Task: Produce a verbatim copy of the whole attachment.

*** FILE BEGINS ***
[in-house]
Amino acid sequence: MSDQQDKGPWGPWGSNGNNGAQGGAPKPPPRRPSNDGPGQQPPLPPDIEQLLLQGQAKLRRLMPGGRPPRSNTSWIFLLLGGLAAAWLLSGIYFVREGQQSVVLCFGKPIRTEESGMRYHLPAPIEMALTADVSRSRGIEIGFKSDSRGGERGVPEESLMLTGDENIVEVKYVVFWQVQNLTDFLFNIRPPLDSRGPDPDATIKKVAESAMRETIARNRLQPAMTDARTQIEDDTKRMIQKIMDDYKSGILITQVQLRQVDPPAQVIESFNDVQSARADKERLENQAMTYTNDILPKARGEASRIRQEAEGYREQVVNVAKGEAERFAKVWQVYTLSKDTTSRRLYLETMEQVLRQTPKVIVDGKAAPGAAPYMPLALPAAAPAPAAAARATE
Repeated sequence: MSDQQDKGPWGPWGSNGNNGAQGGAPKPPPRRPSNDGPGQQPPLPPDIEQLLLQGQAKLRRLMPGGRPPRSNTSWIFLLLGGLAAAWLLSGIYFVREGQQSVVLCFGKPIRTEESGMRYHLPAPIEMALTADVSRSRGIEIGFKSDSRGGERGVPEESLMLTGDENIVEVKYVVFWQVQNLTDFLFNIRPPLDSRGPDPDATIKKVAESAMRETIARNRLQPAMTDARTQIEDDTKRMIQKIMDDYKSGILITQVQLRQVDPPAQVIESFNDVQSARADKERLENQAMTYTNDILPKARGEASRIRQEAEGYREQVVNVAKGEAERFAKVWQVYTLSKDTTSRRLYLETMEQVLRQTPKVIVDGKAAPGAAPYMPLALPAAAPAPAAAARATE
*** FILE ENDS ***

[in-house]
Amino acid sequence: MSDQQDKGPWGPWGSNGNNGAQGGAPKPPPRRPSNDGPGQQPPLPPDIEQLLLQGQAKLRRLMPGGRPPRSNTSWIFLLLGGLAAAWLLSGIYFVREGQQSVVLCFGKPIRTEESGMRYHLPAPIEMALTADVSRSRGIEIGFKSDSRGGERGVPEESLMLTGDENIVEVKYVVFWQVQNLTDFLFNIRPPLDSRGPDPDATIKKVAESAMRETIARNRLQPAMTDARTQIEDDTKRMIQKIMDDYKSGILITQVQLRQVDPPAQVIESFNDVQSARADKERLENQAMTYTNDILPKARGEASRIRQEAEGYREQVVNVAKGEAERFAKVWQVYTLSKDTTSRRLYLETMEQVLRQTPKVIVDGKAAPGAAPYMPLALPAAAPAPAAAARATE
Repeated sequence: MSDQQDKGPWGPWGSNGNNGAQGGAPKPPPRRPSNDGPGQQPPLPPDIEQLLLQGQAKLRRLMPGGRPPRSNTSWIFLLLGGLAAAWLLSGIYFVREGQQSVVLCFGKPIRTEESGMRYHLPAPIEMALTADVSRSRGIEIGFKSDSRGGERGVPEESLMLTGDENIVEVKYVVFWQVQNLTDFLFNIRPPLDSRGPDPDATIKKVAESAMRETIARNRLQPAMTDARTQIEDDTKRMIQKIMDDYKSGILITQVQLRQVDPPAQVIESFNDVQSARADKERLENQAMTYTNDILPKARGEASRIRQEAEGYREQVVNVAKGEAERFAKVWQVYTLSKDTTSRRLYLETMEQVLRQTPKVIVDGKAAPGAAPYMPLALPAAAPAPAAAARATE